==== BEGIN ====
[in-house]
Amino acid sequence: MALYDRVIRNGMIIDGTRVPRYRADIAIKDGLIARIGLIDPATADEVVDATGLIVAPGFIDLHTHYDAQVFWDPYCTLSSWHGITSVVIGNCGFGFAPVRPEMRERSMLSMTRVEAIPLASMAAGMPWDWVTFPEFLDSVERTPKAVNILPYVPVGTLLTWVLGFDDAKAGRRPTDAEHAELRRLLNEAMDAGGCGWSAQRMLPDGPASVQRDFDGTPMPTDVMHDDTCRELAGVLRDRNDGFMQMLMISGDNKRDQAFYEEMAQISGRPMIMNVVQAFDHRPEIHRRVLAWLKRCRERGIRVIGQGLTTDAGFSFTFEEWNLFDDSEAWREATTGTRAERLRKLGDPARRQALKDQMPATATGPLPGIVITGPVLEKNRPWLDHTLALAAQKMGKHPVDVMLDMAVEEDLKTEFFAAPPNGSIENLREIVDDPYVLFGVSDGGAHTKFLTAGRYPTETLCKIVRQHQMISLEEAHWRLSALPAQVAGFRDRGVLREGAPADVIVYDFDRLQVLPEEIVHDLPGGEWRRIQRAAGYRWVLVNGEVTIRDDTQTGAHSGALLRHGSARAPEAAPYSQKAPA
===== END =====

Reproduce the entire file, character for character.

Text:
[in-house]
Amino acid sequence: MALYDRVIRNGMIIDGTRVPRYRADIAIKDGLIARIGLIDPATADEVVDATGLIVAPGFIDLHTHYDAQVFWDPYCTLSSWHGITSVVIGNCGFGFAPVRPEMRERSMLSMTRVEAIPLASMAAGMPWDWVTFPEFLDSVERTPKAVNILPYVPVGTLLTWVLGFDDAKAGRRPTDAEHAELRRLLNEAMDAGGCGWSAQRMLPDGPASVQRDFDGTPMPTDVMHDDTCRELAGVLRDRNDGFMQMLMISGDNKRDQAFYEEMAQISGRPMIMNVVQAFDHRPEIHRRVLAWLKRCRERGIRVIGQGLTTDAGFSFTFEEWNLFDDSEAWREATTGTRAERLRKLGDPARRQALKDQMPATATGPLPGIVITGPVLEKNRPWLDHTLALAAQKMGKHPVDVMLDMAVEEDLKTEFFAAPPNGSIENLREIVDDPYVLFGVSDGGAHTKFLTAGRYPTETLCKIVRQHQMISLEEAHWRLSALPAQVAGFRDRGVLREGAPADVIVYDFDRLQVLPEEIVHDLPGGEWRRIQRAAGYRWVLVNGEVTIRDDTQTGAHSGALLRHGSARAPEAAPYSQKAPA